I’ve found counterconditioning works best if the dog is given something positive everytime you leave. For instance, kong toys are only given when we leave the house. We usually but some peanut butter in there and freeze it. This guarantees at least a good half and hour of entertainment for the dog. The important thing is they ONLY get this treat when you leave. By doing this the treat becomes high value to the dog and therefore has more positive things associated with it.

I would start off by creating situations where the dog is left alone that do not produce any fear/anxiety response in the dog, like being in another room for instance.

Simply give the dog it’s kong and close the door. Leave the dog in there for 10 minutes or so and make sure once you reenter the room you only do so if the dog is calm and quite. Entering when the dog is howling, pacing, etc. only further conditions an anxiety ridden response in the dog. Basically what you are trying to she him/her is yes you leave but he/she gets wonderful treats and you will come back as long as he/she is calm and well behaved. When you do reenter the room make sure it’s low key. Go about your business getting things together, cleaning up, or whatever but under no circumstances should the dog be given attention within the first few minutes of reentering, especially if the dog is wild, whiny, frantic and otherwise illbehaved. Remember Nothing in Life is Free and dogs don’t get rewards(like belly rubs) for behaving badly.

Anyway this is all I can post for now. I’ll give you a couple of links to check out and try to get back with you, maybe through a pm with more information. Just keep your head up and go into this with a realistic attitude. This will take some time. I have dealt with minor to severe cases of separation anxiety with all of our rescue dogs and trust me there is nothing a little time and a lot of effort can’t solve.

http://pets.webmd.com/desensitization-and-counterconditioning

Oh and I would speak to your veterinarian about a reference to a behaviorist or at least a phone number to one. They can provide you with a lot more help and insight than your standard veterinarian. Also depending on the severity of the dogs anxiety you may at some point have to consider an anti anxiety medication like Clomicalm. This is not something that fixes the dog. It is essentially a medication that places the dog in a calm state of mind and helps facilitate the counterconditioning and desensitization process.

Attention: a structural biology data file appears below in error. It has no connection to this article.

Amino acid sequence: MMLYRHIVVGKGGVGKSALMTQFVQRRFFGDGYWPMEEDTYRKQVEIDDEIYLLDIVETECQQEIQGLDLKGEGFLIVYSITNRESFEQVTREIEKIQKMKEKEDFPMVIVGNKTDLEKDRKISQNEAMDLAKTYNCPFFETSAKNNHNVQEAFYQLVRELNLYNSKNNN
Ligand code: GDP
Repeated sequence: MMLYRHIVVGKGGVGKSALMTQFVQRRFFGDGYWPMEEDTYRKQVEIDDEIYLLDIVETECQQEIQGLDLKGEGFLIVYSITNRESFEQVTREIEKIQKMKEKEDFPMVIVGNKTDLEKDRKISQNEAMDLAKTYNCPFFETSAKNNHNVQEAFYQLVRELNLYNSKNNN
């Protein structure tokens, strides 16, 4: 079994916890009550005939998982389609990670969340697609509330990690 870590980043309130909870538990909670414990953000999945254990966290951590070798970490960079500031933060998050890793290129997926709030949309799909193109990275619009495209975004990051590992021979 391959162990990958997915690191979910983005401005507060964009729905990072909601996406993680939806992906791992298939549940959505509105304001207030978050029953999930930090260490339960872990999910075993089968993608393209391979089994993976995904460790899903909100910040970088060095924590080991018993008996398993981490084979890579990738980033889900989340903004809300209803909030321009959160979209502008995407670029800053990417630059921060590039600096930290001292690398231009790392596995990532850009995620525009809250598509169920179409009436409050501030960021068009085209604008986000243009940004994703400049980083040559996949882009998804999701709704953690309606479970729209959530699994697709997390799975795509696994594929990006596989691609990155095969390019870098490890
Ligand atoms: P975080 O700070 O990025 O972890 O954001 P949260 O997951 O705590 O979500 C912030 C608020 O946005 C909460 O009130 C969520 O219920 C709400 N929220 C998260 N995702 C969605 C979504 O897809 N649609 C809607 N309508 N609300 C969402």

This is a fixable situation. You just have to remember that and keep some faith.  One of our rescues came to us from one of the most horrible situations I have dealt with to date. The fact that he is alive today and health as can be is a true testament to his strength and determination.
But this dog, who had long craved for some TLC, became too dependent on us(the only ones who ever cared for him) and he became so stricken with fear and anxiety that he would literally eat his feet. I’m talking about chunks of paw pads, fur and nails completely missing and digesting in his stomach. When he accidently got locked in the guest bedroom while I was cleaning he chewed straight through that wall into the bathroom and from the bathroom into the hallaway. He destroyed two chairs, chewed through two crates requiring two separate trips to the vet and a grand total of 156 sutures. He was literally the worst case I have ever seen or dealt with and as sad as I am to admit it there came a point where I seriously wondered if he wasn’t “broken” for life and we considered euthanasia because there is no way another person could deal with it. BUT that is personally not my style. So we kicked things into high gear and I am quite happy and proud to say he is every bit the happy, well adjusted dog he should have always been. There’s something special about this one and I’m glad we stuck with it despite all the heartache. I love all of our furries friends but I think he’s my favorite because I share a bond with him I’ll never be able to share with the others.

Good luck and please feel free to pm me at any time with questions, concerns, complaints, etc.

 

Post # 11
Member
368 posts
Helper bee
  • Wedding: July 2011

My parents dog suffered from separation anxiety so they got a second dog.  Not probably the best solution, but it works for them.